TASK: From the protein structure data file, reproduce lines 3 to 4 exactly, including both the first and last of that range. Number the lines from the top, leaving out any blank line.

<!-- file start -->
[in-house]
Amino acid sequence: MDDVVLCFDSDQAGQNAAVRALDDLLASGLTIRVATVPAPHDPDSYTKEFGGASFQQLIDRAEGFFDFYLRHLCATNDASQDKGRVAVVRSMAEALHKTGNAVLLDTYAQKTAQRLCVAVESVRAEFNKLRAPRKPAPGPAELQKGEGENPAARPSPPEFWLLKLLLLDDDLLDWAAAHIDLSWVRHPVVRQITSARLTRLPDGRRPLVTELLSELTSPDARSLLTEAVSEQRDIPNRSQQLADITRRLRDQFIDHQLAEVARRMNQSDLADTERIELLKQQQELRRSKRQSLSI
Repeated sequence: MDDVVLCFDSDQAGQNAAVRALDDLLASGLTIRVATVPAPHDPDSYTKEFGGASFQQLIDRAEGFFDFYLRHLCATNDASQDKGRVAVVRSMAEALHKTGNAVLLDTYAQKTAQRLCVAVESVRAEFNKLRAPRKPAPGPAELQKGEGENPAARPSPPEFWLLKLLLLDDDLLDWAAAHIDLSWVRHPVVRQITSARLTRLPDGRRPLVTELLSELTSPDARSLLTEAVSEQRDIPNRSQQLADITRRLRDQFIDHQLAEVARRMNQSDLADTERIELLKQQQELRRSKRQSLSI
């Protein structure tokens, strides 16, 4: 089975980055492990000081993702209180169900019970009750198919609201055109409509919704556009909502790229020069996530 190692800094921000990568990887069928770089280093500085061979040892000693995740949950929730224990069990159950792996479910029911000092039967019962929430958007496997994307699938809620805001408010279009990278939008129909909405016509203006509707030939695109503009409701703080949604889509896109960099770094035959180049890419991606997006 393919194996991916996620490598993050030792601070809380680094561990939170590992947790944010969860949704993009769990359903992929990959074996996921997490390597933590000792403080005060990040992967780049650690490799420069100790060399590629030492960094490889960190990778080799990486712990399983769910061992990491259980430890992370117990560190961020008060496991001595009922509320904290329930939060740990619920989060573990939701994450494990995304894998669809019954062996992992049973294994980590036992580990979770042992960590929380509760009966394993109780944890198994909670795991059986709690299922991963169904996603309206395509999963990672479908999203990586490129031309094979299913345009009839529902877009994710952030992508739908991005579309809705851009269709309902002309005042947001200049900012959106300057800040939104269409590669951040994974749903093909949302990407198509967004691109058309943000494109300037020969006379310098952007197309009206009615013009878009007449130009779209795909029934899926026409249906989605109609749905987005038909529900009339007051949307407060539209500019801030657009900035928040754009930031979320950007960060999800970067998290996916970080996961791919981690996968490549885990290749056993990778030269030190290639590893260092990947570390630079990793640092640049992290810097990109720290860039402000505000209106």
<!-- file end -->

Repeated sequence: MDDVVLCFDSDQAGQNAAVRALDDLLASGLTIRVATVPAPHDPDSYTKEFGGASFQQLIDRAEGFFDFYLRHLCATNDASQDKGRVAVVRSMAEALHKTGNAVLLDTYAQKTAQRLCVAVESVRAEFNKLRAPRKPAPGPAELQKGEGENPAARPSPPEFWLLKLLLLDDDLLDWAAAHIDLSWVRHPVVRQITSARLTRLPDGRRPLVTELLSELTSPDARSLLTEAVSEQRDIPNRSQQLADITRRLRDQFIDHQLAEVARRMNQSDLADTERIELLKQQQELRRSKRQSLSI
């Protein structure tokens, strides 16, 4: 089975980055492990000081993702209180169900019970009750198919609201055109409509919704556009909502790229020069996530 190692800094921000990568990887069928770089280093500085061979040892000693995740949950929730224990069990159950792996479910029911000092039967019962929430958007496997994307699938809620805001408010279009990278939008129909909405016509203006509707030939695109503009409701703080949604889509896109960099770094035959180049890419991606997006 393919194996991916996620490598993050030792601070809380680094561990939170590992947790944010969860949704993009769990359903992929990959074996996921997490390597933590000792403080005060990040992967780049650690490799420069100790060399590629030492960094490889960190990778080799990486712990399983769910061992990491259980430890992370117990560190961020008060496991001595009922509320904290329930939060740990619920989060573990939701994450494990995304894998669809019954062996992992049973294994980590036992580990979770042992960590929380509760009966394993109780944890198994909670795991059986709690299922991963169904996603309206395509999963990672479908999203990586490129031309094979299913345009009839529902877009994710952030992508739908991005579309809705851009269709309902002309005042947001200049900012959106300057800040939104269409590669951040994974749903093909949302990407198509967004691109058309943000494109300037020969006379310098952007197309009206009615013009878009007449130009779209795909029934899926026409249906989605109609749905987005038909529900009339007051949307407060539209500019801030657009900035928040754009930031979320950007960060999800970067998290996916970080996961791919981690996968490549885990290749056993990778030269030190290639590893260092990947570390630079990793640092640049992290810097990109720290860039402000505000209106």